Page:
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Parents' Guide to


By Joyce Slaton, Common Sense Media Reviewer

age 14+

Medical thriller is smart, but too tense for younger kids.

Movie NR 2012 240 minutes
Coma Poster Image

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Coma is star-studded, tensely plotted, and directed with fast-moving brio by Ridley Scott (Alien) and brother Tony Scott (Top Gun). It's both creepy and absorbing, particularly for viewers who are already suspicious of what doctors could be doing behind those swinging hospital doors. Those who've seen the 1978 film or read Cook's novel may recall that the original villains were after coma victims' body parts. The new miniseries smartly updates this plot point, since -- as Dr. Bellows says -- we're on the verge of being able to grow organs in a lab, there's no profit in harvesting organs. Thus the evil doctors are now after another objective entirely, one that will strike many modern viewers as pretty disturbing.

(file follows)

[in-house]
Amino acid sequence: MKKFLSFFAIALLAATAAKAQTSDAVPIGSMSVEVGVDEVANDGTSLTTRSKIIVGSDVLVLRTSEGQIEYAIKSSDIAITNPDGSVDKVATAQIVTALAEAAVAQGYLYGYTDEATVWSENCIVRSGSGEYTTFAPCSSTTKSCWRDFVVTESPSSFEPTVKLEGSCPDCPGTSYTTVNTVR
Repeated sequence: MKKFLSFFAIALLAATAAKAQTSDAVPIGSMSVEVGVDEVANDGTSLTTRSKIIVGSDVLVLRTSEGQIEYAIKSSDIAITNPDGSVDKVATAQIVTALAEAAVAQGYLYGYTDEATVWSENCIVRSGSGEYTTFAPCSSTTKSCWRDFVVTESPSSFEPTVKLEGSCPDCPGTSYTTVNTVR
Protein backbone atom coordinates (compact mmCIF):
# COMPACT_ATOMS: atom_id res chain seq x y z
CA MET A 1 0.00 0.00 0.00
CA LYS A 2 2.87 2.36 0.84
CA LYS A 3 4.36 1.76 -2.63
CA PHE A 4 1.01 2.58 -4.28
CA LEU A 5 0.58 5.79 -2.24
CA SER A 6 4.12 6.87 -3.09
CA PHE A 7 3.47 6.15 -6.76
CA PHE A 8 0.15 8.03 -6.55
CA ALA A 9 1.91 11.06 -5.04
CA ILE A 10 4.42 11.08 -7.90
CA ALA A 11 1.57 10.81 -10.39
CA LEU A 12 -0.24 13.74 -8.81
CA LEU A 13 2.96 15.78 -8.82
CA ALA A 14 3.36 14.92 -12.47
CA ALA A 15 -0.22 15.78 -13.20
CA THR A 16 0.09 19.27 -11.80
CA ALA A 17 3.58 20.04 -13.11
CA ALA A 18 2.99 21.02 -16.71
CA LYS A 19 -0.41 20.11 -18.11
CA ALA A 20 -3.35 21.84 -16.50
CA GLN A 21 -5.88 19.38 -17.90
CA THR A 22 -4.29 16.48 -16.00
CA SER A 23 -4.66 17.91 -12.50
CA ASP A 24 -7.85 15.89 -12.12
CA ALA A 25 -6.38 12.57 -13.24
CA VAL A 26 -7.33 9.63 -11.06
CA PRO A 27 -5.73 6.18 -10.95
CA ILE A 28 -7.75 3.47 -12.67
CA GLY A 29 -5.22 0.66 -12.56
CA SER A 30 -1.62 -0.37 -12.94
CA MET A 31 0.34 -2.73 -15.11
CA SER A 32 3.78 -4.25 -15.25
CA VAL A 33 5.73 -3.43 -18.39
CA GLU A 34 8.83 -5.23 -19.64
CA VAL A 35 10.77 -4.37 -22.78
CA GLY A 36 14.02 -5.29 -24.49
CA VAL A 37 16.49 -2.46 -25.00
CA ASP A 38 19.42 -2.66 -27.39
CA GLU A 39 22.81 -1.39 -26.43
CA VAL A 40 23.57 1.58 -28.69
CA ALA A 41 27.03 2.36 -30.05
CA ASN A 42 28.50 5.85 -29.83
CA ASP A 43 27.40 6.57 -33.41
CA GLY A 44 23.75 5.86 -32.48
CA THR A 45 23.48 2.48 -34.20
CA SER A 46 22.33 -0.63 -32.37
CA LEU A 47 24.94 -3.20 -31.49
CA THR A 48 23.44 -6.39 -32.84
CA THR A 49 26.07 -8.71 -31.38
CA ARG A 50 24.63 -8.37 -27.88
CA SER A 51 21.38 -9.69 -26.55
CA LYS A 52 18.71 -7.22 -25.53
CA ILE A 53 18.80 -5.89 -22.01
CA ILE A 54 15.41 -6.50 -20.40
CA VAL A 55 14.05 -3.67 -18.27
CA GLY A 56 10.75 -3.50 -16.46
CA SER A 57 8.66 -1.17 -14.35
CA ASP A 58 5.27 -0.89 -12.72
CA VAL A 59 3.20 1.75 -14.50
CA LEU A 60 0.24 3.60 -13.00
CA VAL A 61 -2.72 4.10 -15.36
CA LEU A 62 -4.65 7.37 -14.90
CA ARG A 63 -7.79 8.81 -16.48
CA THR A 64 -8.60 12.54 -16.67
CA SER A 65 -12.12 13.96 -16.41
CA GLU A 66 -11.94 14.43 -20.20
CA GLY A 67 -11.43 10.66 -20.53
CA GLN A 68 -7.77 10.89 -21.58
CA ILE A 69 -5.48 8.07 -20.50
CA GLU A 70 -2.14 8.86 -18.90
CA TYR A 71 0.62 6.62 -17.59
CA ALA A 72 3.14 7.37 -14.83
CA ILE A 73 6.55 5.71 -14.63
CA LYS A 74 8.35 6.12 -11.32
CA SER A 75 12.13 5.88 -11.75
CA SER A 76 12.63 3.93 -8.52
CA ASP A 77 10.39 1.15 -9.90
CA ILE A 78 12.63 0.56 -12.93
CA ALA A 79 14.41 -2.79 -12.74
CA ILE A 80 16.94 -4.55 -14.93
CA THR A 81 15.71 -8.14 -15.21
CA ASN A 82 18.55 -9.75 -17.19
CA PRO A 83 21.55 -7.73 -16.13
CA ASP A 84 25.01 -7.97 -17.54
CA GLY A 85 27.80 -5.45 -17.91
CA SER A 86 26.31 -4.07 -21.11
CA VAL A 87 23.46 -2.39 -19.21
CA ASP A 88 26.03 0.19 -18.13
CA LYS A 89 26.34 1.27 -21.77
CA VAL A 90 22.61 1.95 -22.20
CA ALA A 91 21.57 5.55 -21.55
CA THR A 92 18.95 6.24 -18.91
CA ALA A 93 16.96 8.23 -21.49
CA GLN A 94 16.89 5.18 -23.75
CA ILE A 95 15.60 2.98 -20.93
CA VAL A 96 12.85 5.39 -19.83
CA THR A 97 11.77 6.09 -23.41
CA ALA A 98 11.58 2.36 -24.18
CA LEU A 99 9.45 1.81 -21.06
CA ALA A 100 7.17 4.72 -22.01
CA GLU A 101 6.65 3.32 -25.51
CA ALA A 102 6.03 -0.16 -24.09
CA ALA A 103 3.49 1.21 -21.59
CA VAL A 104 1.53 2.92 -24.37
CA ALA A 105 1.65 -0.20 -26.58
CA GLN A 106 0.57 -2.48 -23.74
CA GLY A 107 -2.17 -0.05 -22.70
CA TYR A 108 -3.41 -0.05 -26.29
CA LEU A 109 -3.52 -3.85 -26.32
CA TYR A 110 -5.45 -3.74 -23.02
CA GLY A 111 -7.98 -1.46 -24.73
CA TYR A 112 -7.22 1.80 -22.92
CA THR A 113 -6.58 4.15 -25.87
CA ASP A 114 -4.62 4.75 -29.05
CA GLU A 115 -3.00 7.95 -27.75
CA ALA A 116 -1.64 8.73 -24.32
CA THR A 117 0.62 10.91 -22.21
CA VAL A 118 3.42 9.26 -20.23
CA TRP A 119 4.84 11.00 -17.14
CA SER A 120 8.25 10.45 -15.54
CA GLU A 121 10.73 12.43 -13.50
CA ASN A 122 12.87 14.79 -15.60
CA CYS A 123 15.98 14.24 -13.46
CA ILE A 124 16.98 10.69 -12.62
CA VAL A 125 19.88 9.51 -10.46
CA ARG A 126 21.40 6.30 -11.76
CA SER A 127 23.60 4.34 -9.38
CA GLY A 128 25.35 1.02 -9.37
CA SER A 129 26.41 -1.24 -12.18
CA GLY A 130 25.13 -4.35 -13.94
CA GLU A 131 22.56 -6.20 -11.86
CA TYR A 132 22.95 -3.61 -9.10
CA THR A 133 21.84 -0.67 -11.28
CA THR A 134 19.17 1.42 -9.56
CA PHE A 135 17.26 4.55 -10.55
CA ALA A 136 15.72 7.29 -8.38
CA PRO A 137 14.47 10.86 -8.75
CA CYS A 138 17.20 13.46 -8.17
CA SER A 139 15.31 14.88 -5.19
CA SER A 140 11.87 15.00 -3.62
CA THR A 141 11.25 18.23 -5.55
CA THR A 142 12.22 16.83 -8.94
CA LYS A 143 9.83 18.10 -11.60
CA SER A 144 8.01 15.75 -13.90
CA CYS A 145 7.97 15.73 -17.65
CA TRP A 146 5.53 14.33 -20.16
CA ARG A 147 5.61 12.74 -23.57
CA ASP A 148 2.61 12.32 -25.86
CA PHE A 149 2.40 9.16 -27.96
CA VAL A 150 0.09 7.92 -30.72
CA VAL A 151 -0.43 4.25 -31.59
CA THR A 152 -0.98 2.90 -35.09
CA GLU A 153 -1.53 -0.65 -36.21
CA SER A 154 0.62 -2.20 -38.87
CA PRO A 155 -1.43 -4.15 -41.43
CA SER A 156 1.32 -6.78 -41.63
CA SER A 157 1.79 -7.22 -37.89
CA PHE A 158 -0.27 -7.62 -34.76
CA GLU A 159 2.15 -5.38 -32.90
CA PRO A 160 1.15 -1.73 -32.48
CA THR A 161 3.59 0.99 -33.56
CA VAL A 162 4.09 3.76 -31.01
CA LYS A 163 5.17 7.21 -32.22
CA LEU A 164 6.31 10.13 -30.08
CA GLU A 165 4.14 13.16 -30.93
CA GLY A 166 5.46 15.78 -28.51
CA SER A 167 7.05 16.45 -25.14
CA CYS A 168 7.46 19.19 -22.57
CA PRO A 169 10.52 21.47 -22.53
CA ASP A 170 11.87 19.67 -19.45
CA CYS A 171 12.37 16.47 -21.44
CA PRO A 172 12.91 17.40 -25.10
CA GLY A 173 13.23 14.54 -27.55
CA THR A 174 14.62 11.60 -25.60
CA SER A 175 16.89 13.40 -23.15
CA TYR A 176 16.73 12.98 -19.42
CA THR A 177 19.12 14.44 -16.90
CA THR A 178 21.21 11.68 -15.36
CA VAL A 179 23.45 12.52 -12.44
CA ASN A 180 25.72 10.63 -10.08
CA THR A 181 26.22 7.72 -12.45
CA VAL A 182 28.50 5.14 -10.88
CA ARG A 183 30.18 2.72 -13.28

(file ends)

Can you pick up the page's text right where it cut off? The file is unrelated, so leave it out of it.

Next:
Also disturbing, particularly to young viewers: The many shots of graphic, bloody medical procedures, eerie suspended bodies, and the heroine creeping down shadowy hospital corridors. It's easy to imagine Coma igniting a doctor or hospital fear, so think twice before you watch with younger children. Older kids or teens who are equipped to handle the tension may enjoy the brisk drama, which is light on confusing medical jargon and mostly jettisons the 1978 Coma's knotty questions about medical ethics for more straightforward horror-movie plotting. Parents, meanwhile, will like seeing old movie-star faves like Woods and Richard Dreyfuss again. Coma is good watch-together fare for families with older kids, particularly from the perspective of a comfortable, safe couch.

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